By Vinay Shukla
TWO WORLD Wars and the Cold War era can be a few of the major reference events regarding the role and importance of foreign language in defence and strategic sector. The changing socio-political dynamics created the necessity to understand and learn the languages of the alliance, and more importantly the enemies. Even in today’s scenario of changing geo-political dynamics, the then need of the hour to acquire necessary language (German/Russian/Japanese) skills apart from English could not be less emphasised upon. That apart, subsequent to the disintegration of Soviet Union and fading of the bipolarity in the world has led to a more regionally focused influence among the emerging major power centres.
The signing of the US $ 5.4 billion S-400 “Triumf” air defence missile system (ADMS) deal during the 19th Annual Bilateral Summit of the leaders of India and the Russian Federation is no doubt for several reasons is the real triumph and a major milestone in the over 70 year long traditional friendship between New Delhi and Moscow.
From the military angle this multilayer air defence system NATO code named SA-21 Growler is a game changer, capable of cooling hotheads across our western borders as their entire airspace will be under 24X7 watch of the Indian Air Force, but its geopolitical and foreign policy significance is much wider, if not of global scale.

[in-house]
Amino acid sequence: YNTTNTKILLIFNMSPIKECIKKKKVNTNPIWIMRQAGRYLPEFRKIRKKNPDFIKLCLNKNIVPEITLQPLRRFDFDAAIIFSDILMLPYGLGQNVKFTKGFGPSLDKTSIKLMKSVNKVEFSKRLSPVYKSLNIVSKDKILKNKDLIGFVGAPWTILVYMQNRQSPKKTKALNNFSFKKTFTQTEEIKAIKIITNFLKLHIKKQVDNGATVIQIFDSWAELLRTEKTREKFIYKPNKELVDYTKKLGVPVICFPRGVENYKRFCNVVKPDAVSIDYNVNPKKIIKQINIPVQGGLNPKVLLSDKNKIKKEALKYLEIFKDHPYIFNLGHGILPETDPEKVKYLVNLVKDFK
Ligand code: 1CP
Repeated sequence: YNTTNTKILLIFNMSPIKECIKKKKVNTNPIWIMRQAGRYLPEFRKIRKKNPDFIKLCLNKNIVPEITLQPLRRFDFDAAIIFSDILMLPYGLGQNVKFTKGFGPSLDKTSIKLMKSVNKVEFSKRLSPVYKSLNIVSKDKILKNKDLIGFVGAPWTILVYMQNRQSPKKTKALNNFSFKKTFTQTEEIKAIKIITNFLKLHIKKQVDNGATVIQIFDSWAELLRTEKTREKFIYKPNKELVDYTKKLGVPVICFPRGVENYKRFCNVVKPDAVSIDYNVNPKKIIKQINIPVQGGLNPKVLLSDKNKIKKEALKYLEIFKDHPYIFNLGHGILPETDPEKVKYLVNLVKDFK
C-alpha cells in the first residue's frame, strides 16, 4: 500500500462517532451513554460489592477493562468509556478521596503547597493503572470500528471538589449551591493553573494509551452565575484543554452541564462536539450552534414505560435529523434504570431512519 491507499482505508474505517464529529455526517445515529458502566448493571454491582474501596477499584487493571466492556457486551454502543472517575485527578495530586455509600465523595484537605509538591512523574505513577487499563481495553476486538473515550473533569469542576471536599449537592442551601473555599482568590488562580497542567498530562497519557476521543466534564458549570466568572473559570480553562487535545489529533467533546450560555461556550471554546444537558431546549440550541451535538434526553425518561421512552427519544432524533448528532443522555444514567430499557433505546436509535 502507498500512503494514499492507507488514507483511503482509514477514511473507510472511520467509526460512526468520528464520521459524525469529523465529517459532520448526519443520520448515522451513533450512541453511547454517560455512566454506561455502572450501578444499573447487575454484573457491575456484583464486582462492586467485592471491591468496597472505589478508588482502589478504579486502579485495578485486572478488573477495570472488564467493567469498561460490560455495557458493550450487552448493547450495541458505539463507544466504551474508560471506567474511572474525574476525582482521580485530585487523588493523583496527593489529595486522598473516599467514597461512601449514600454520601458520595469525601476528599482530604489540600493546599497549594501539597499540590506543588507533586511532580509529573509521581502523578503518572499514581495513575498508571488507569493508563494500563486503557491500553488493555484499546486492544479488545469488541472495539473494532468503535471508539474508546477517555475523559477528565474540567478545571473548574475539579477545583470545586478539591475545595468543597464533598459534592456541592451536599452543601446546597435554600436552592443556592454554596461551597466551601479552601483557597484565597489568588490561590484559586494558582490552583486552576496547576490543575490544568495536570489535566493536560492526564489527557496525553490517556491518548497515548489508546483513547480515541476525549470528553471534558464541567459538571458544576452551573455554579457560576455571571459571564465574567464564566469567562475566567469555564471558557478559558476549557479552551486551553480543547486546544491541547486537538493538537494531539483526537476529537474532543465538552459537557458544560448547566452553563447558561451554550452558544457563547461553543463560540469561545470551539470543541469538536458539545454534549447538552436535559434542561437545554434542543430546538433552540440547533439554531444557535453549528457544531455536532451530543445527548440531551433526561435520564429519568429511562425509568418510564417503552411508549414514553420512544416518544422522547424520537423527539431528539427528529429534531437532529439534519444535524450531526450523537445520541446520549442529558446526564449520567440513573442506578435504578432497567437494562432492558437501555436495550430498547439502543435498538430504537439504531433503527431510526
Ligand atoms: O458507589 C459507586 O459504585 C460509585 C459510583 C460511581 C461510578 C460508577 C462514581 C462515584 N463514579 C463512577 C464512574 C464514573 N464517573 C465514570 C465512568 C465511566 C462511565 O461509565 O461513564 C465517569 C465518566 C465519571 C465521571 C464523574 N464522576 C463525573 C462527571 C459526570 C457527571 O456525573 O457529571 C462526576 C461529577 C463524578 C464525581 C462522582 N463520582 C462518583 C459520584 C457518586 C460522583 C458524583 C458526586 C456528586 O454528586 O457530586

Although it was announced only through a distant 45th paragraph of the joint statement signed by Prime Minister Narendra Modi and his Russian guest Vladimir Putin, the deal was a litmus test of India’s coveted ‘strategic autonomy’, with not only long term military-diplomatic implications on the road to achieving a ‘great power’ status but also reassuring old friend Russia and other nations – small and big – that it will not accept foreign diktat.
By defying the imminent threat of US sanctions under its domestic CAATSA legislation, Prime Minister Modi’s government has not only upheld India’s supreme national interests by acquiring a game changer weapon system capable of turning the tide on the regional chessboard where it faces the threat of “two front war” with its western and northern neighbours – Pakistan and China, but also regained the dwindling trust in ties with old friend Moscow at a time when the image of India continues to fade as a reliable friend.
“Friend India stands by Russia, rejects US sanctions,” Russian State TV observed commenting on the signing of S-400 ADMS deal in New Delhi. Incidently, Chief of the Army Staff General Bipin Rawat, whose six-day Russia visit coincided with President Putin’s India visit, assuaged the concerns of his Russian interlocutors over India’s growing ties with the US.
“You can be rest assured [that] while we may be associating with America in getting some technology, but we follow an independent policy.
“I told them while we are talking sanctions and you are questioning on sanctions, President Vladimir Putin and Mr Narendra Modi, at this juncture, are signing the treaty on purchase of S-400 weapon system in spite of the fact that we may face challenges from America in the future,” the Army chief was quoted as saying by PTI.